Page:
|Bottom view of toaster with crumb tray openned. Serious air flow potential is evident.|
Just like any car, the windows will fog up on cold nights, and on cold nights it would be good to have a little bit of heat in the passenger compartment. So, just like any other car, my EV will need a heater. Of course, since there is no waste heat from an engine to use for heating, I will have to install an electric heater to do this work. This will, of course, also draw some more power from the battery pack and shorten my range a bit when it is running, (the rule of thumb is a 10% loss in range while running the heater) but it is still a necessity for a practical car.
I have seen or heard of several different methods for getting cabin heat in an electric car. One person just hooked a couple of hair blow dryers up to the defroster ducts. Fancier methods involve peltier modules for both heat and cooling possibilities. A common thing to do is find a small space heater and figure out how to stuff it someplace in the passenger compartment. In all cases, these are powered either directly or indirectly via the traction battery.
I'm not doing any of the ideas I have seen before. What I decided to do was to go down to the local department store and buy a cheap toaster. (In my case, $6.90 "Chefmate" at Target). Once stripped of its housing, control circuit, and bottom, it becomes a compact flow-through heating element that conveniently fits into the same space inside the ventilation ducting of the MR2 that used to be occupied by the air conditioning evaporator. Installation of the heating element was fairly simple: A few bent metal pieces to make brackets, a few holes drilled, and a bunch of pop rivets to hold it and the water heater thermostat in place within the original air conditioner evaporator housing. I used a couple computer power cords for the wiring.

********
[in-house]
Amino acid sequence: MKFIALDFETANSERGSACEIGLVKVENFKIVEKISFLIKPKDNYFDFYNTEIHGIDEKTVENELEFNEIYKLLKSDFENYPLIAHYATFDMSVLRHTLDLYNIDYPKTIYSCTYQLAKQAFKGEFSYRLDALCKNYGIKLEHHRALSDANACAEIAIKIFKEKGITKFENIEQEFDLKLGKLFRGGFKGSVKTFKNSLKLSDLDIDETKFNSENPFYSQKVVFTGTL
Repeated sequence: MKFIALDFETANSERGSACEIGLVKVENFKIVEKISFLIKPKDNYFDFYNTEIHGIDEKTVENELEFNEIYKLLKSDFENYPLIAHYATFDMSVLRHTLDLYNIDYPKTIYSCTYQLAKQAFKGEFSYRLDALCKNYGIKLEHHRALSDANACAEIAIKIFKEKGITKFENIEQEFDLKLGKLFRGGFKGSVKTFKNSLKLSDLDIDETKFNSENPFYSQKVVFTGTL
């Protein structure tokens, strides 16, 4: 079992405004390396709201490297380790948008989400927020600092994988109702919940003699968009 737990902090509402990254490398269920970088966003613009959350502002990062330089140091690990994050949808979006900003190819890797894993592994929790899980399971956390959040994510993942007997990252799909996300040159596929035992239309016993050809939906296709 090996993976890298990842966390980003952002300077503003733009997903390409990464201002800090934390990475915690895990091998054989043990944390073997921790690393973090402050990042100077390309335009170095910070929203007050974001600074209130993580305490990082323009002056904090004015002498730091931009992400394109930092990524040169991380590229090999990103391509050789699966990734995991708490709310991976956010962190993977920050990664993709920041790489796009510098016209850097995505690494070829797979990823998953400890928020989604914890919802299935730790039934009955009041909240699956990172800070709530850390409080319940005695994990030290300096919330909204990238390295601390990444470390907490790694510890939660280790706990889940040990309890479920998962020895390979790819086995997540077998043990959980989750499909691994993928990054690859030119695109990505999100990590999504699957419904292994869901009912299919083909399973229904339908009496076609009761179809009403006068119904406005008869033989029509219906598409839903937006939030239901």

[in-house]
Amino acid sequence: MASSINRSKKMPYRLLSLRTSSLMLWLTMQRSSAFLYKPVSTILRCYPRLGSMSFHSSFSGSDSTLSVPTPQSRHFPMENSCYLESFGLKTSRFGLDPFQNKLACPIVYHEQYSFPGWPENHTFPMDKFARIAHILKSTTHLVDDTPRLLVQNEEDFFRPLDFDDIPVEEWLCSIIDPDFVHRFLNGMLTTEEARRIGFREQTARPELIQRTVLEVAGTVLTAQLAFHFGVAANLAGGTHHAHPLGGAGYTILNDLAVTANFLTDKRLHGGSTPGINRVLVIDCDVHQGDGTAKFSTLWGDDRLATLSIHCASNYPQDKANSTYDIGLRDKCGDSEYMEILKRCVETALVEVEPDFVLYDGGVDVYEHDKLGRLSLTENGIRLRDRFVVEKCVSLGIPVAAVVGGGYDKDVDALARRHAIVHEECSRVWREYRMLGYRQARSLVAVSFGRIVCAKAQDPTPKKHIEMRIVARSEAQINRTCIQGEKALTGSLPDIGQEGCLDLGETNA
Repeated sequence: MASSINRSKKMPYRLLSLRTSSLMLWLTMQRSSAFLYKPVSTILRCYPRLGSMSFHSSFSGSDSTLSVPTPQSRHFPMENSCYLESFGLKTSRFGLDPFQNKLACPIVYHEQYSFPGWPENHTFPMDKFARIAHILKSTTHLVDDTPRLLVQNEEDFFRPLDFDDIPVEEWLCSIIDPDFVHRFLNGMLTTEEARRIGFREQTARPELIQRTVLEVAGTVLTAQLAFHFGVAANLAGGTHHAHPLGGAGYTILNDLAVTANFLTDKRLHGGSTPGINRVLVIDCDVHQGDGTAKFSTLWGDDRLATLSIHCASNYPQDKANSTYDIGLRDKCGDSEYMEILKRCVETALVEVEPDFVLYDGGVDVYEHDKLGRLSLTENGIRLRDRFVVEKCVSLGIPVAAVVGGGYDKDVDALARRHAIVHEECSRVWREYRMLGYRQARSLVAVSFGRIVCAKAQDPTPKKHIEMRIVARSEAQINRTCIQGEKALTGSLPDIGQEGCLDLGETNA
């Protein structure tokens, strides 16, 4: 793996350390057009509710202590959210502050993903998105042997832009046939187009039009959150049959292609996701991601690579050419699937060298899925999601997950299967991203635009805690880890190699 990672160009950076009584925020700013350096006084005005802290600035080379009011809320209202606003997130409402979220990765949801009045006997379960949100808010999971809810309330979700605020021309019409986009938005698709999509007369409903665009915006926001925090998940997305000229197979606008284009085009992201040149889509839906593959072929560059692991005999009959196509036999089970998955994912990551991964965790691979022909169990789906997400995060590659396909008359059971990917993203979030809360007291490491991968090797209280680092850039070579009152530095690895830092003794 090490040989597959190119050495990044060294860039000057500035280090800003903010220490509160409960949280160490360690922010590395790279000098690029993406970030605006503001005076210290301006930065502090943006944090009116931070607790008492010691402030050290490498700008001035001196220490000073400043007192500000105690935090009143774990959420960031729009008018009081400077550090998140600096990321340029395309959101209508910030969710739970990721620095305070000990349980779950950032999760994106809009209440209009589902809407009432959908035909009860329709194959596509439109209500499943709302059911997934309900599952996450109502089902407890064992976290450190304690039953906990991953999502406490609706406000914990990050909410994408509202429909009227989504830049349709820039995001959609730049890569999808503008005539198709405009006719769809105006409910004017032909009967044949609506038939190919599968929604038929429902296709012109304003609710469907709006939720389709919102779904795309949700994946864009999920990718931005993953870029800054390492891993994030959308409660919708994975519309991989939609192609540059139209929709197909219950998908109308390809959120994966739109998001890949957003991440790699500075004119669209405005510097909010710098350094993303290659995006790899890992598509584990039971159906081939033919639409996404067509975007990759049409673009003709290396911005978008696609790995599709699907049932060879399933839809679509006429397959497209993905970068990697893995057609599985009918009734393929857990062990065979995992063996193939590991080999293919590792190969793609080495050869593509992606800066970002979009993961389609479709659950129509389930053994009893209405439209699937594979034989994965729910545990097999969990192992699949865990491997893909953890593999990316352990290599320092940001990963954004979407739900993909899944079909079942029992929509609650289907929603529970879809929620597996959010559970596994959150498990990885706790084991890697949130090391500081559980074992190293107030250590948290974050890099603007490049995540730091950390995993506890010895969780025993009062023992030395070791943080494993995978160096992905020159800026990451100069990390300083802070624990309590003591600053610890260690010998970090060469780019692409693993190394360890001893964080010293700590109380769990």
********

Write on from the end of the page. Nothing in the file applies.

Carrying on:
The 850w heating element will probably only provide modest heat, but it should be good enough to defrost the windshield and add a little bit of heat to the small passenger compartment in the MR2. Since it is electric, there will be the option of running it while the car is still charging, to heat up the cabin and defrost everything before even unplugging. Another advantage is that heat will be instant, unlike a regular car where you don't get any heat until the engine warms up.
The heater element is switched on and off by a DC-rated Magnecraft contactor (thanks ebay) whose 12v coil is hooked into the original heater switch on the console such that the heat turns on whenever the blower is running. The blower motor has four speeds and works as it always has. I did ensure that things were wired such that if the blower motor fuse blows, it also cuts power to the heater contactor coil. I also incorporated a water heater thermostat to regulate the heating element by turning off the heater element when it gets too warm. The blower stays running, so once the heater gets up to temperature it will cycle, much like the heat in your house. The thermostat is set to its lowest value (110 degrees) but that should be plenty. I'll have to open up the heater box if I want to adjust it. I picked the low value to be on the safe side since I don't know how much heat this thing is really going to put out.
One last clever thing I am doing for heat has to do with where I have mounted the battery charger of the EV Charging System. The Russco charger is located in a recess behind the driver's seat. One of my Chassis Modifications to the car was to create this mounting location for the charger. See the EV Charging System page for more details. The waste heat generated by the Russco charger (probably about the same amount of heat as is generated by an incandescent light bulb) will get circulated into the cabin via the Russco's cooling fan. This should keep the cabin a degree or two warmer than the outside temperature and hopefully reduce my need to use the heater.